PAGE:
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A Newspaper Account of

The Army Mule

Contributed by John E. LaBarre

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The following newspaper account pays homage to lowly, but critical,mule of the U.S. Army.

The Account:


Tampa, June 23- There are about 3,000 mules with the army in Tampa. Most of these are divided among the different regiments, were they are assigned to ambulances, to baggage wagons, and to carry packs. About 500 remain with the Quartermaster, who keeps them in a huge corral, where they are under the supervision of "Bob" and "Rafael," two "cow punchers," brought here to command this division of the army. They know about all there is to know about mules, and the many scars that Rafael carries attest a somewhat too intimate knowledge at times.

In all cases where mules are used men of experience are required to handle them. The six-mule army team is a common sight on Tamps streets. The driver rides the "near" pole mule and guides the entire six by means of a single leather rein, called the "jerk line." This connects with the "near" side of the mules' bridles, so that he pulls steadily on it to guide the team to the left. When he wants to go the right he jerks the line; that makes the near mules push against the "off" ones, and they consequently turn the other way. This sounds simple enough, but in reality the skill required can come only from long practice.

The mules are well aware when there is a novice at the "jerk line," and will do as they please, especially when the long lash used by drivers of the six-mule team does not reach its destination with the deadly aim of the old hand. The whip is, in fact, about important as the "jerk line." There are times in the mules life when his latest obstinacy comes to the surface, and a hundred "jerk lines" would be of no effect. The stinging lash then comes into play. It is long, round, pliable and thick, made for business and used for it. The strap which is connected with the wagon brake is hitched to the driver's saddle, and he is obliged to manipulate that, too.

Even in its perfection mule driving is an art in which something must be left to fate. One of the best army mule drivers on the plains always shut his eyes tight when he came to a dangerous pass and kept them shut till a safer trail was reached. He was considered the safest driver in the service.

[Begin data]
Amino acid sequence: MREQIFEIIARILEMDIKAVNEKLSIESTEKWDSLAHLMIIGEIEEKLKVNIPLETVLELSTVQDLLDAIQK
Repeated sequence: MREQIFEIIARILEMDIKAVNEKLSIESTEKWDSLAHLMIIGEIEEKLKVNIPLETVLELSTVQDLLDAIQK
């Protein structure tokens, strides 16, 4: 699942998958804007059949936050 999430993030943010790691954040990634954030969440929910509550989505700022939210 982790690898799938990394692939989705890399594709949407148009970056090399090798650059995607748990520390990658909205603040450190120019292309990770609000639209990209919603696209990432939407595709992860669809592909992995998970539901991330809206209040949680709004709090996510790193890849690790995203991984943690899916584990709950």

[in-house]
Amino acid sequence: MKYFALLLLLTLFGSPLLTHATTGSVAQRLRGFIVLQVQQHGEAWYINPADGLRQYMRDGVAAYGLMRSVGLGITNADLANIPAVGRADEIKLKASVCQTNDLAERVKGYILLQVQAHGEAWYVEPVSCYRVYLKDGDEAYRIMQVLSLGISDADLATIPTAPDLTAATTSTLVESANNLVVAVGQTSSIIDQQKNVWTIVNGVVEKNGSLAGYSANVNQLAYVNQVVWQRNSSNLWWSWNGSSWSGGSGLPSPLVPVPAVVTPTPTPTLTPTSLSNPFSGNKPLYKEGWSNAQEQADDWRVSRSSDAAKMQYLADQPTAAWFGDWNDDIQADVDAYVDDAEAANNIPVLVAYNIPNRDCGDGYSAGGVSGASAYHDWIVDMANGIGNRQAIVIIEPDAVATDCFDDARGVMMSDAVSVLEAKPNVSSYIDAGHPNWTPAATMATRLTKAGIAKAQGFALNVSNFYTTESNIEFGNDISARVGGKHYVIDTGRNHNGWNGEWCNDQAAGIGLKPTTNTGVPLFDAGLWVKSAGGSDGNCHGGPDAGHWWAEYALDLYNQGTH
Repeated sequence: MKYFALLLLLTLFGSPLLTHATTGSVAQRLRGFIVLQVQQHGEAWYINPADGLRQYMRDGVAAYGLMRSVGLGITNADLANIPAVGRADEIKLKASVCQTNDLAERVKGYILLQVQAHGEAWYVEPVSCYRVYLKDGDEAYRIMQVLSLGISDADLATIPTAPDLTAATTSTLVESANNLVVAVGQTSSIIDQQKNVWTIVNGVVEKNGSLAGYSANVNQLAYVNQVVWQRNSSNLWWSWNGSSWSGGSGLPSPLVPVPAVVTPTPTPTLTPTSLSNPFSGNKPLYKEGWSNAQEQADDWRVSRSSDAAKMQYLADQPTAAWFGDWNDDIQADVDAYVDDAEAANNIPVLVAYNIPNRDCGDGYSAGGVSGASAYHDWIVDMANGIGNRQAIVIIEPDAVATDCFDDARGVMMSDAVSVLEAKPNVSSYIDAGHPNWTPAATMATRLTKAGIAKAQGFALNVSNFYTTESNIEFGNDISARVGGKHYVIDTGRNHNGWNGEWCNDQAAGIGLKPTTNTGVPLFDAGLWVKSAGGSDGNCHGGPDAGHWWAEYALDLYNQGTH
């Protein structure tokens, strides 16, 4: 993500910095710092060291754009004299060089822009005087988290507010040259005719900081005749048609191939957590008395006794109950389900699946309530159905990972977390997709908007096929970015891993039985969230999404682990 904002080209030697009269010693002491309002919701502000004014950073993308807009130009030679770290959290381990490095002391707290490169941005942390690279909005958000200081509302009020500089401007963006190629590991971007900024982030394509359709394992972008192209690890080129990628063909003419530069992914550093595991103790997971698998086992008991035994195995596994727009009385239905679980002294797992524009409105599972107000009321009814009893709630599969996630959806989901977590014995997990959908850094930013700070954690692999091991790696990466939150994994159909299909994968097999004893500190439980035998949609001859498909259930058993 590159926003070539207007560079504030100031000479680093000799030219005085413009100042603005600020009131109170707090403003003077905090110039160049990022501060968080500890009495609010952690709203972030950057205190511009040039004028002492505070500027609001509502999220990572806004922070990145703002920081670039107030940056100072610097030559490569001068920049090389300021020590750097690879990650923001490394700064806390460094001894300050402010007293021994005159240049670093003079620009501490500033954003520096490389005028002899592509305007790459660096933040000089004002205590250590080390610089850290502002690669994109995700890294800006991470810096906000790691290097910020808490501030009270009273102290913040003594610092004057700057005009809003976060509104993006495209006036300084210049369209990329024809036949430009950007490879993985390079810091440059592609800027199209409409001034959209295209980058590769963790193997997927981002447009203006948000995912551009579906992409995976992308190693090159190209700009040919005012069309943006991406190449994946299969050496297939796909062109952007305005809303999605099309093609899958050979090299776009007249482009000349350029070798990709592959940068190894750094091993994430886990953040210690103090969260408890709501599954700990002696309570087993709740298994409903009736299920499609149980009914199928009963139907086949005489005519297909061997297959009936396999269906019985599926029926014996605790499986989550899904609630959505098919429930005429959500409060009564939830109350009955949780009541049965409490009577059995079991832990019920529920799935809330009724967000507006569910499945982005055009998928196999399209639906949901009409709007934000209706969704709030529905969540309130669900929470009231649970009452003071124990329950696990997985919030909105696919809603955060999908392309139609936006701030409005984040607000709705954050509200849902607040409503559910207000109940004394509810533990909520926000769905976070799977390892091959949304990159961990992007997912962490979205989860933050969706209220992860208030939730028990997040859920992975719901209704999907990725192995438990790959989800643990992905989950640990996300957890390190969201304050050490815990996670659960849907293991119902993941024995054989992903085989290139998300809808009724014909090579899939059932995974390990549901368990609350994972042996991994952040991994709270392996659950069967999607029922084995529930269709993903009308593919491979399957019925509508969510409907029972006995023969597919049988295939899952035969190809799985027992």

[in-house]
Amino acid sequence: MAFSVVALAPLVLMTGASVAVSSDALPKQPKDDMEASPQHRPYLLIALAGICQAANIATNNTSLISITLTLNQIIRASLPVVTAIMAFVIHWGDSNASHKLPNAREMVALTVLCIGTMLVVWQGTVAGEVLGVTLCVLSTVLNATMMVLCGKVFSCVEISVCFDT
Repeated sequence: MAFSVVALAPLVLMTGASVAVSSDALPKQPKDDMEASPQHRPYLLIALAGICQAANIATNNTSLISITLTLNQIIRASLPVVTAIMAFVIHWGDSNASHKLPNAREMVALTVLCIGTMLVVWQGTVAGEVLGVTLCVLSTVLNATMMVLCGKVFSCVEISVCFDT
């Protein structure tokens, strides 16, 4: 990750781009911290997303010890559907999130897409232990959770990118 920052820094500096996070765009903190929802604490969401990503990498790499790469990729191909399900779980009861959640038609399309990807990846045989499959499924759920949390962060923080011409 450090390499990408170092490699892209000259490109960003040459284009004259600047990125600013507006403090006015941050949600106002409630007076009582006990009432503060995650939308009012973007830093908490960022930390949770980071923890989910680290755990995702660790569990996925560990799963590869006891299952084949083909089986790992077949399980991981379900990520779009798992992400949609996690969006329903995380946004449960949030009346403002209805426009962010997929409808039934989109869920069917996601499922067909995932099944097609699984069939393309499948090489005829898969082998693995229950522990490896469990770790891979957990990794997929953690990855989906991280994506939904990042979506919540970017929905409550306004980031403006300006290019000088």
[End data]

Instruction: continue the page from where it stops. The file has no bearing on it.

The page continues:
The driving of pack mules is nearly always simplicity itself. A gray mare with a bell on her neck is led in front and the mules follow. No explanation is given for this except that mules are fond of horses, and a gray one is more easily seen.

The mule, in a way, is docile and easily taught. It takes only a short time to break in "recruit mules," and when they get to work they show a wonderful endurance. They also eat less than the horse, and can go longer without water. The army mule's daily ration consists of nine pounds of grain and fourteen pounds of hay. The fearful noise mad by the mule, which comes in somewhere between a donkey's bray and a horses neigh, is called by a facetious soldiers "the Quartermaster's band." There are in the corral in Tampa now and scattered among the troops many members of that band of prize mules which was captured from the Spanish Government on board the ship CATHERINE. The are branded with a "V" on the fore quarter, above which has been placed our "U.S." and a "U" on the hind quarter, which is the initial of the Spanish Quartermaster who purchased the mules in Texas for the Spanish Government.



Tarrytown Argus (Tarrytown  New York), Saturday, July 2, 1898

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